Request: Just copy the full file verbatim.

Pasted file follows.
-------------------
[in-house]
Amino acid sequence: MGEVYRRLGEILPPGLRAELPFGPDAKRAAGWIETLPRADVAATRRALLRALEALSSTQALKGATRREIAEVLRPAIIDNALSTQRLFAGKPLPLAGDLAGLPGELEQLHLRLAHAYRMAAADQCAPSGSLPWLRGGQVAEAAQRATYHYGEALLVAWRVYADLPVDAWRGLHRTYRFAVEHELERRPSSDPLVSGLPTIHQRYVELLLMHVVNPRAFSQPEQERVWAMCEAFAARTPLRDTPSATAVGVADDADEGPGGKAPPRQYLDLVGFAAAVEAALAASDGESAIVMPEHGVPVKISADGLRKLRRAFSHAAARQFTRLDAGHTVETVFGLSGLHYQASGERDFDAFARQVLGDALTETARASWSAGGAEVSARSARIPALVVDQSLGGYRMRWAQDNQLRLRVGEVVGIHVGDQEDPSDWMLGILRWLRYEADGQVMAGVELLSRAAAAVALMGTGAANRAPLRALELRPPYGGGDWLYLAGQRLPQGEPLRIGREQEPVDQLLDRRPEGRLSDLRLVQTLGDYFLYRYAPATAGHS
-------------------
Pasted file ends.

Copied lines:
[in-house]
Amino acid sequence: MGEVYRRLGEILPPGLRAELPFGPDAKRAAGWIETLPRADVAATRRALLRALEALSSTQALKGATRREIAEVLRPAIIDNALSTQRLFAGKPLPLAGDLAGLPGELEQLHLRLAHAYRMAAADQCAPSGSLPWLRGGQVAEAAQRATYHYGEALLVAWRVYADLPVDAWRGLHRTYRFAVEHELERRPSSDPLVSGLPTIHQRYVELLLMHVVNPRAFSQPEQERVWAMCEAFAARTPLRDTPSATAVGVADDADEGPGGKAPPRQYLDLVGFAAAVEAALAASDGESAIVMPEHGVPVKISADGLRKLRRAFSHAAARQFTRLDAGHTVETVFGLSGLHYQASGERDFDAFARQVLGDALTETARASWSAGGAEVSARSARIPALVVDQSLGGYRMRWAQDNQLRLRVGEVVGIHVGDQEDPSDWMLGILRWLRYEADGQVMAGVELLSRAAAAVALMGTGAANRAPLRALELRPPYGGGDWLYLAGQRLPQGEPLRIGREQEPVDQLLDRRPEGRLSDLRLVQTLGDYFLYRYAPATAGHS